Behind every great company, division, or team is a great organizational structure -- a structure tailored to a company's, division's, or team's goals, and one that helps employees understand how they fit into the bigger picture.
Without the proper structure in place, an organization may fail to function efficiently, or even collapse. As Executive Coach Gill Corkindale noted in a , “Poor organizational design and structure results in a bewildering morass of contradictions: confusion within roles, a lack of coordination among functions, failure to share ideas, and slow decision-making bring managers unnecessary complexity, stress, and conflict.”
So, how do you decide which type of organizational structure is the best fit for your company, division, or team?
Before we can answer that, we first need to understand how an organizational structure is built -- what are the different building blocks we can arrange? What are the different levers we can pull?
Let's explore six key components of organizational structure using some visual examples.
The 6 Building Blocks of Organizational Structure
1) Chain of Command
One of the most basic elements of an organizational structure, chain of command is exactly what it sounds like: an unbroken line of authority that extends from the top of the organization (e.g. a CEO) all the way down to the bottom. Chain of command clarifies who reports to whom within the organization.
2) Span of Control
Span of control refers to the number of subordinates a superior can effectively manage. The higher the ratio of subordinates to superiors, the wider the span of control.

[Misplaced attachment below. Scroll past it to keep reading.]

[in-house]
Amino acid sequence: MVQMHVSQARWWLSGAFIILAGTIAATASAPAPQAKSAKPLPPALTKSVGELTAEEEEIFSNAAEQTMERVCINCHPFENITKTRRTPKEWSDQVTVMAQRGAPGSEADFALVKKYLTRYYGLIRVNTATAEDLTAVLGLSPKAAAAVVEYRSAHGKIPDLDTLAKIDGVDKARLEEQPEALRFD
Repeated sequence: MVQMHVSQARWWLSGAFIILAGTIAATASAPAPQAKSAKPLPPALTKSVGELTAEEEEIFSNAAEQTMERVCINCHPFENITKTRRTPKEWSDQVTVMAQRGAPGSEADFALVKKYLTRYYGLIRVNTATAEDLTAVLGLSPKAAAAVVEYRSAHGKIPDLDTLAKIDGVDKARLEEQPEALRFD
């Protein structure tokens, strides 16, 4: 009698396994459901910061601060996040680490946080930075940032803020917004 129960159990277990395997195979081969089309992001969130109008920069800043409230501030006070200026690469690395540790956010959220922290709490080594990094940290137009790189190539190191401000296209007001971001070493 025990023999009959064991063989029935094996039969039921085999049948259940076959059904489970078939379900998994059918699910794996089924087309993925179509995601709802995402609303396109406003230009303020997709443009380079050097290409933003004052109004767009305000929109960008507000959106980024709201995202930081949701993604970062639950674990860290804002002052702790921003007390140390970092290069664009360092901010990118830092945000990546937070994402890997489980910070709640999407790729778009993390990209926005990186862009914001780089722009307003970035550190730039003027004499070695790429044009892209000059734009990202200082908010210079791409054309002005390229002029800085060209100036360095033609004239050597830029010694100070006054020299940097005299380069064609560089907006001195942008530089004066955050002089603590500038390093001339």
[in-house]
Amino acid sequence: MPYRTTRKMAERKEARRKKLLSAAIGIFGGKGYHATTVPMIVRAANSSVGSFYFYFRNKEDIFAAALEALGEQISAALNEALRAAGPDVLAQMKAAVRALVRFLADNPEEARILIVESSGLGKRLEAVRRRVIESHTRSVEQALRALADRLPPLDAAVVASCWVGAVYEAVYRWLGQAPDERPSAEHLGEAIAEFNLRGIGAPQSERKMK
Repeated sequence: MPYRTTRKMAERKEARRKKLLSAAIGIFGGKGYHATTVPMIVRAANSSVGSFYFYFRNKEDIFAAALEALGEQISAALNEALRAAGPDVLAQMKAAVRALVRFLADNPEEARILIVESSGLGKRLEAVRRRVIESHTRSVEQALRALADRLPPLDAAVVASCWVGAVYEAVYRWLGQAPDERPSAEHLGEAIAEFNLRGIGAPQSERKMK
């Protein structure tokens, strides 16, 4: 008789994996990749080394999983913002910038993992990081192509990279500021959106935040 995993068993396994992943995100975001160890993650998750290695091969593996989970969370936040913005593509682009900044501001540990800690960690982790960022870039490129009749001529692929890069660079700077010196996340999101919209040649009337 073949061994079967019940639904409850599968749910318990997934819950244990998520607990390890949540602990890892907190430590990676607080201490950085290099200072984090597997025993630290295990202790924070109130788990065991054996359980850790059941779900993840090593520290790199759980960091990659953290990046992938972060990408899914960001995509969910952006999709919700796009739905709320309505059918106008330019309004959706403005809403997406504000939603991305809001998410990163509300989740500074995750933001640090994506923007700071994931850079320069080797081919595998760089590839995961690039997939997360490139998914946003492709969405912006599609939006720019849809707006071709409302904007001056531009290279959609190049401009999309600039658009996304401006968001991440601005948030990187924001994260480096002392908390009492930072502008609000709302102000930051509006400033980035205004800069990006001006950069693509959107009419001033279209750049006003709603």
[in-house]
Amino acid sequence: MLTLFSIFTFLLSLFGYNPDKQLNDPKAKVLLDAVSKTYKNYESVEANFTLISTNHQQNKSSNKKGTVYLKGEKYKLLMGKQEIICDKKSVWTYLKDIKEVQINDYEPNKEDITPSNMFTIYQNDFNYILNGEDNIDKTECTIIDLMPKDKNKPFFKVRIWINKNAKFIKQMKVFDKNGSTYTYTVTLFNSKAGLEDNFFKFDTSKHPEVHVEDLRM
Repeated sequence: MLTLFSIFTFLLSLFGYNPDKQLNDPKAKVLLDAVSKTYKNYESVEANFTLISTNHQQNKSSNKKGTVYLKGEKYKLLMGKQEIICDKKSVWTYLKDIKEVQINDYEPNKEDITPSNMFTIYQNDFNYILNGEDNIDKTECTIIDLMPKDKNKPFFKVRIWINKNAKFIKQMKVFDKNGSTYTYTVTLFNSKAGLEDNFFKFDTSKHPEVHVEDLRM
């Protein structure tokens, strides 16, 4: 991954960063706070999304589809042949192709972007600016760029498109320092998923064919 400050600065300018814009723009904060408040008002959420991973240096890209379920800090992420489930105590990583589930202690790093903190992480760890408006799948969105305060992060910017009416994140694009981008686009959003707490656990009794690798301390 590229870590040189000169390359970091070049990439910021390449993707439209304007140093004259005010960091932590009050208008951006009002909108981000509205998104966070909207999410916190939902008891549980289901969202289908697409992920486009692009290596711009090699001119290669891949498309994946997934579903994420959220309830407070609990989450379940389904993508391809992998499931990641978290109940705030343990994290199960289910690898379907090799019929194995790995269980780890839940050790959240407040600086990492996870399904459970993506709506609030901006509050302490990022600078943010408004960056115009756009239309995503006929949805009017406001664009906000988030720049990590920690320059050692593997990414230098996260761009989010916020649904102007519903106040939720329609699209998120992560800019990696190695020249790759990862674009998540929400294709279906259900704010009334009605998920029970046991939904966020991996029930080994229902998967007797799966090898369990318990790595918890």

Who makes the decisions in an organization? If decision-making power is concentrated at a single point, the organizational structure is centralized. If decision-making power is spread out, the structure is decentralized.
While a decentralized structure promotes a more democratic decision-making process, it can also slow down the decision-making process, making it harder for organizations to operate efficiently.
Also known as division of labor, specialization is the degree to which activities or tasks in an organization are broken down and divided into individual jobs.
High specialization can be beneficial for an organization, as it allows employees to become “masters” in specific areas, increasing their productivity as a result.
However, low specialization allows for more flexibility, as employees can more easily tackle a broader array of tasks (as opposed to being specialized for a single task).
Similar to specialization, formalization deals with the how jobs are structured within an organization. The key differentiator here is that formalization also takes into account the degree to which an employee’s tasks and activities are governed by rules, procedures, and other mechanisms.
A formal organizational structure seeks to separate the individual from the role or position, as the role or position stays the same regardless of who’s holding it. An informal organization, on the other hand, places more value on the individual. It allows for the evolution of a role or position based on an individual’s preferences, skill set, etc., and places less importance on what team or department that individual is part of.
Departmentalization refers to the process of grouping jobs together in order to coordinate common activities and tasks.
If an organization has rigid departmentalization, each department or team is highly autonomous, and there is little (or no) interaction between different teams. In contrast, loose departmentalization entails that teams have more freedom to interact and collaborate.
It’s worth noting that the way in which an organization departmentalizes is often used as a proxy for the overall type of organizational structure that organization has. For example, an organization that departmentalizes by function (i.e. marketing, sales, services), is said to have a functional organizational structure.